An odd dream, to be sure. But health insurance data is crucial to understand how health care dollars get spent. It shows how people use health care, what’s changing and, in some cases, why. Health insurers, however, have tended to keep that data private, as it could tip competitors off to how they handle business.
That all, however, changes today. This morning a new nonprofit called the Health Care Cost Institute will roll out a database of 5 billion health insurance claims (all stripped of the individual health plan’s identity, to address privacy concerns).
Researchers will be able to access that data, largely using it to probe a critical question: What makes health care so expensive?
The Health Care Cost Institute database is massive. With data voluntarily supplied by Aetna, Humana, UnitedHealth and Kaiser Permanente, it covers 33 million Americans with employer-sponsored health insurance. In order to store just one of those insurers’ data in paper form, you would need 60 million four-foot filing cabinets.
“It’s the first time that this data has ever been assembled like this,” says Martin Gaynor, who chairs the Health Cost Care Institute Board, adding that the non-profit’s data people “have been working like crazy to make this happen.”
The database has been in the works for about two years. “At various junctures, it would look like this wasn’t going happen,” says Gaynor, who is also a professor of economics and health policy at Carnegie Mellon University. “There was a lot of effort to make all the data line up.”
Now that all the data is in one place, researchers can start to tackle questions like: Where is health care expensive? Are certain procedures driving up prices? Is health care becoming more costly because of higher prices or volume?
HCCI’s own economists have tackled that last question, in a report out today, the first to use the new database.
It finds that higher prices charged by hospitals and other prices have driven health care cost growth during the recession, rather than Americans using more medicine. Medical prices grew three times faster than the Consumer Price Index, a measure of price inflation, between 2009 and 2010.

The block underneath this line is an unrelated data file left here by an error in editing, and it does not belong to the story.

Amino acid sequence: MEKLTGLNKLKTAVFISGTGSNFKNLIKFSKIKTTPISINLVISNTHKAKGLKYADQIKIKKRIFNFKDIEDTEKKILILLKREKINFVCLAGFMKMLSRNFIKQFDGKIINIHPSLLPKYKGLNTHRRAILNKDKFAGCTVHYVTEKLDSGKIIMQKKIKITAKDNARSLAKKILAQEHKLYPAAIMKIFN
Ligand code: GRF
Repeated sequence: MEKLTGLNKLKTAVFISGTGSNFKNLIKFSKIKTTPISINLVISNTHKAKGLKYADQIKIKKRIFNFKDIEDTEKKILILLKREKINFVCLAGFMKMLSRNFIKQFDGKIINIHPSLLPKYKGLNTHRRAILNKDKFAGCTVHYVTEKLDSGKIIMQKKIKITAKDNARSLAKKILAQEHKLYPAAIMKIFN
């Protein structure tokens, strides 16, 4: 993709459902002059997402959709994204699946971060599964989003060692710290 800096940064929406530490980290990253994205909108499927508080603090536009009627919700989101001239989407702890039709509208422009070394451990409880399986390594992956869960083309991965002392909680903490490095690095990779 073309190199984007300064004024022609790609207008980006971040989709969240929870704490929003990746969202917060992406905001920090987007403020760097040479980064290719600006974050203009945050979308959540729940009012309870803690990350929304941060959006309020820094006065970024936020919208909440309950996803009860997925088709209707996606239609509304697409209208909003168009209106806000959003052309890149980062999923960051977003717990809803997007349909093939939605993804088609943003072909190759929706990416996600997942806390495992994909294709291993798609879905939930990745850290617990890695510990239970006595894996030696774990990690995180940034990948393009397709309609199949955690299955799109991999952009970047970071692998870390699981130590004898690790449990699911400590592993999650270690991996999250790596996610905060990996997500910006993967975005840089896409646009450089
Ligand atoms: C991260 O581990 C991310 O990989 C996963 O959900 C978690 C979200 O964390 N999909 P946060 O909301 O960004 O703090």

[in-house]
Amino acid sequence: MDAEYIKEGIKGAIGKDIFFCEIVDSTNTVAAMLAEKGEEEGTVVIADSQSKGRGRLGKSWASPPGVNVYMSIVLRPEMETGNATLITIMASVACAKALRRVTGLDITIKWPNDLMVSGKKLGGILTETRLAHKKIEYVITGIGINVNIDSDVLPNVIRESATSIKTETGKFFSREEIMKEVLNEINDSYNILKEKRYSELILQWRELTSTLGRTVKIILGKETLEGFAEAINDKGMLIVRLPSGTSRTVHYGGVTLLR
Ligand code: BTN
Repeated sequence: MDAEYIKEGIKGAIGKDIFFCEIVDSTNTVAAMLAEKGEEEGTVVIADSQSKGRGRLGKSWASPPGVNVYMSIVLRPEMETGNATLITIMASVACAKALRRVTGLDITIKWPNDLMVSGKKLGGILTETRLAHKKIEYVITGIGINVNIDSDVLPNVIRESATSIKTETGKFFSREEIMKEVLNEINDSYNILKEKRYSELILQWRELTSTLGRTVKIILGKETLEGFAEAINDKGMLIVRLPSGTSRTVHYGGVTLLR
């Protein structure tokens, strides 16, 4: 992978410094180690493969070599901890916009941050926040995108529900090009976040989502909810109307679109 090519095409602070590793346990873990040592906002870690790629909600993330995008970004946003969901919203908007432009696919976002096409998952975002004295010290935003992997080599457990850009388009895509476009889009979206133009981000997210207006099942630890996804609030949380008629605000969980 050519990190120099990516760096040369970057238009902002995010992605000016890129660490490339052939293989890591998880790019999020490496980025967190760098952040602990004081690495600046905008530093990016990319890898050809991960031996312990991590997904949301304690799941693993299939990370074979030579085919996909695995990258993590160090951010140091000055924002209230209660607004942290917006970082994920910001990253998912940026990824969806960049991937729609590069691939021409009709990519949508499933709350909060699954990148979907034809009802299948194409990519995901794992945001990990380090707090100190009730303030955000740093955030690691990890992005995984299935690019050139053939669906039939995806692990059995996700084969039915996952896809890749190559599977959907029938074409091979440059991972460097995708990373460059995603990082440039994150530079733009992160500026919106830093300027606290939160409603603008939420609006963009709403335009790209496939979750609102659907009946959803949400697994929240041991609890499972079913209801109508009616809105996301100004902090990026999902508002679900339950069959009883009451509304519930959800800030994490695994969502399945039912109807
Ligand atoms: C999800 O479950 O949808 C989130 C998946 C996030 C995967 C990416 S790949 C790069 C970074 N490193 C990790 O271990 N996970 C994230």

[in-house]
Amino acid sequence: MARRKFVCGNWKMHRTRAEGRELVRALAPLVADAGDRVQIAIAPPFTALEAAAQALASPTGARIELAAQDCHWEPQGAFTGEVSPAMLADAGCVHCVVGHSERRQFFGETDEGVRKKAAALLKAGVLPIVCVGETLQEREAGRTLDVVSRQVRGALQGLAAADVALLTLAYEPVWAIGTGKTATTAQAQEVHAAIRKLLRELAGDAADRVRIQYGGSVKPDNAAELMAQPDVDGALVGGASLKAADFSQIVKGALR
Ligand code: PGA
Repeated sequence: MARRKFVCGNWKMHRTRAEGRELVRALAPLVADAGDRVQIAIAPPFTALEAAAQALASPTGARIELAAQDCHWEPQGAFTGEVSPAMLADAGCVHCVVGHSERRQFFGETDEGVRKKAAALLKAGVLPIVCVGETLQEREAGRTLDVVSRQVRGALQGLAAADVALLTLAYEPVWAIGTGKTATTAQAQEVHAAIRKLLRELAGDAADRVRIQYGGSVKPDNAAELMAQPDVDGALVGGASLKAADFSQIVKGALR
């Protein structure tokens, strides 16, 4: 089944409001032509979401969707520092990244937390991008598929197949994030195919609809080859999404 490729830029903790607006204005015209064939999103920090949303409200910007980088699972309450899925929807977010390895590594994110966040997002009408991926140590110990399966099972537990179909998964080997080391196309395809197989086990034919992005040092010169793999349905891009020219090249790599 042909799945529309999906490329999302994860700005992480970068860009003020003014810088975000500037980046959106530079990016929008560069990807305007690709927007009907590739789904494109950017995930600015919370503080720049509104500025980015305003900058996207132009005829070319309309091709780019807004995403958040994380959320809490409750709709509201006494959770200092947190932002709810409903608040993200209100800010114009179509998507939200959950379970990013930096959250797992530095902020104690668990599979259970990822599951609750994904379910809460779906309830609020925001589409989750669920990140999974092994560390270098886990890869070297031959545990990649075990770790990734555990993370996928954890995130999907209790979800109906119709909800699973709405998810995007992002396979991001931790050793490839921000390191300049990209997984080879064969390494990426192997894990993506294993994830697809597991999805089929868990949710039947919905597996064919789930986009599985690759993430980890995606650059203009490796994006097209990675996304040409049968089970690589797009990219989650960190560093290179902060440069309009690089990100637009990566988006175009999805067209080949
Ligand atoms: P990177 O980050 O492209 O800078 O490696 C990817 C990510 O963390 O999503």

This confirms similar trends seen in the National Health Expenditures report as well as in Medicare data, both of which show people using less health care as the economy slowed.
Researchers have usually relied on Medicare data to answer these questions. The Dartmouth Atlas, which has spearheaded much of the country’s health cost research, relies on that data, largely because the federal government makes it available. And while the 30 million Medicare patients make for a large dataset, they do have the distinct statistical disadvantage of all being elderly.
With the HCCI database, researchers can understand better what’s happening to the 87 percent of the population under 65. Preliminary research suggests that there are indeed different things happening in each age group: While health care costs grew 4.5 percent for the under-18 population between 2009 and 2010, the rate of change was half that for older adults between 45 and 54.
This is the first study to use the HCCI data, although more are in the works. Gaynor has been inundated with about 130 requests from health policy researchers to use the database. While his team sifts through those, three approved studies are already tackling big health policy questions.
Researchers at Northwestern University are using the data to probe the effect of business cycles on health insurance. That could get at one big question in health policy right now, as to whether the recession is responsible for a slowdown in health care costs. Carnegie Mellon-based economists are teaming up with researchers at the London School of Economics to look at variations in hospital pricing, which may provide data similar to that of the well-respected Dartmouth Atlas, except for the non-Medicare population.
“There is immense interest in gaining access,” says HCCI executive director David Newman. “We’re having trouble keeping up with that.”